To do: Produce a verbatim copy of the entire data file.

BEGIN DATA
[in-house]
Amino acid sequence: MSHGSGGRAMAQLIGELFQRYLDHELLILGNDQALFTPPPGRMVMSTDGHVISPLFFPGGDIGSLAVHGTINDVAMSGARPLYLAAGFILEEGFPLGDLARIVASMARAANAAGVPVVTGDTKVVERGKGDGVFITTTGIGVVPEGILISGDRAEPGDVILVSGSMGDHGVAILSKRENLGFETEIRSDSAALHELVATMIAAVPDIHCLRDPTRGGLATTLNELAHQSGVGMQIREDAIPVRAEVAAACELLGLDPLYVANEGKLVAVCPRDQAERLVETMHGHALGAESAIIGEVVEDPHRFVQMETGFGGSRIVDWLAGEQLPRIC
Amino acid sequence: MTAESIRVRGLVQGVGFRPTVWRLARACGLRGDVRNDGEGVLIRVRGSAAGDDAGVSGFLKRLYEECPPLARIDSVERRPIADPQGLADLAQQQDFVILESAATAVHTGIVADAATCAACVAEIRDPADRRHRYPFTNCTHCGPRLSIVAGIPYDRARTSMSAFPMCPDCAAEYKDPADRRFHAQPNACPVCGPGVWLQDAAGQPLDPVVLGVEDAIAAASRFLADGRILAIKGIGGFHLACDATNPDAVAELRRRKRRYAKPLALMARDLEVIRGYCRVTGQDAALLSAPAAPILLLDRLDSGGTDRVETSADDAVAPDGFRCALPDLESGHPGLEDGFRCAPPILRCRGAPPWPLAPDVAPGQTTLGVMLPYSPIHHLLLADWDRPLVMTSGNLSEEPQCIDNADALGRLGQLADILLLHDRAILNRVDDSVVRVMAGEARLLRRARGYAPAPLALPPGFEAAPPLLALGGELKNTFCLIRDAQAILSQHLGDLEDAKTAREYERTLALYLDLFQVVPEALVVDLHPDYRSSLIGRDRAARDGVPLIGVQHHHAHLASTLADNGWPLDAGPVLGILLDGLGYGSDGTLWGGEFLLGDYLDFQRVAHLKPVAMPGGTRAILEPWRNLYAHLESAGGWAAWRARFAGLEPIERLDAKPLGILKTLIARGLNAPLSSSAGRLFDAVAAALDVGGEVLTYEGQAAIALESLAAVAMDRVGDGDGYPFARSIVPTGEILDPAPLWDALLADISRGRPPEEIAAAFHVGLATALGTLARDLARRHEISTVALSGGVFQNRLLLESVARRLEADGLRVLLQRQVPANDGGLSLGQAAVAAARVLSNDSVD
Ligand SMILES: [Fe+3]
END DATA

[in-house]
Amino acid sequence: MSHGSGGRAMAQLIGELFQRYLDHELLILGNDQALFTPPPGRMVMSTDGHVISPLFFPGGDIGSLAVHGTINDVAMSGARPLYLAAGFILEEGFPLGDLARIVASMARAANAAGVPVVTGDTKVVERGKGDGVFITTTGIGVVPEGILISGDRAEPGDVILVSGSMGDHGVAILSKRENLGFETEIRSDSAALHELVATMIAAVPDIHCLRDPTRGGLATTLNELAHQSGVGMQIREDAIPVRAEVAAACELLGLDPLYVANEGKLVAVCPRDQAERLVETMHGHALGAESAIIGEVVEDPHRFVQMETGFGGSRIVDWLAGEQLPRIC
Amino acid sequence: MTAESIRVRGLVQGVGFRPTVWRLARACGLRGDVRNDGEGVLIRVRGSAAGDDAGVSGFLKRLYEECPPLARIDSVERRPIADPQGLADLAQQQDFVILESAATAVHTGIVADAATCAACVAEIRDPADRRHRYPFTNCTHCGPRLSIVAGIPYDRARTSMSAFPMCPDCAAEYKDPADRRFHAQPNACPVCGPGVWLQDAAGQPLDPVVLGVEDAIAAASRFLADGRILAIKGIGGFHLACDATNPDAVAELRRRKRRYAKPLALMARDLEVIRGYCRVTGQDAALLSAPAAPILLLDRLDSGGTDRVETSADDAVAPDGFRCALPDLESGHPGLEDGFRCAPPILRCRGAPPWPLAPDVAPGQTTLGVMLPYSPIHHLLLADWDRPLVMTSGNLSEEPQCIDNADALGRLGQLADILLLHDRAILNRVDDSVVRVMAGEARLLRRARGYAPAPLALPPGFEAAPPLLALGGELKNTFCLIRDAQAILSQHLGDLEDAKTAREYERTLALYLDLFQVVPEALVVDLHPDYRSSLIGRDRAARDGVPLIGVQHHHAHLASTLADNGWPLDAGPVLGILLDGLGYGSDGTLWGGEFLLGDYLDFQRVAHLKPVAMPGGTRAILEPWRNLYAHLESAGGWAAWRARFAGLEPIERLDAKPLGILKTLIARGLNAPLSSSAGRLFDAVAAALDVGGEVLTYEGQAAIALESLAAVAMDRVGDGDGYPFARSIVPTGEILDPAPLWDALLADISRGRPPEEIAAAFHVGLATALGTLARDLARRHEISTVALSGGVFQNRLLLESVARRLEADGLRVLLQRQVPANDGGLSLGQAAVAAARVLSNDSVD
Ligand SMILES: [Fe+3]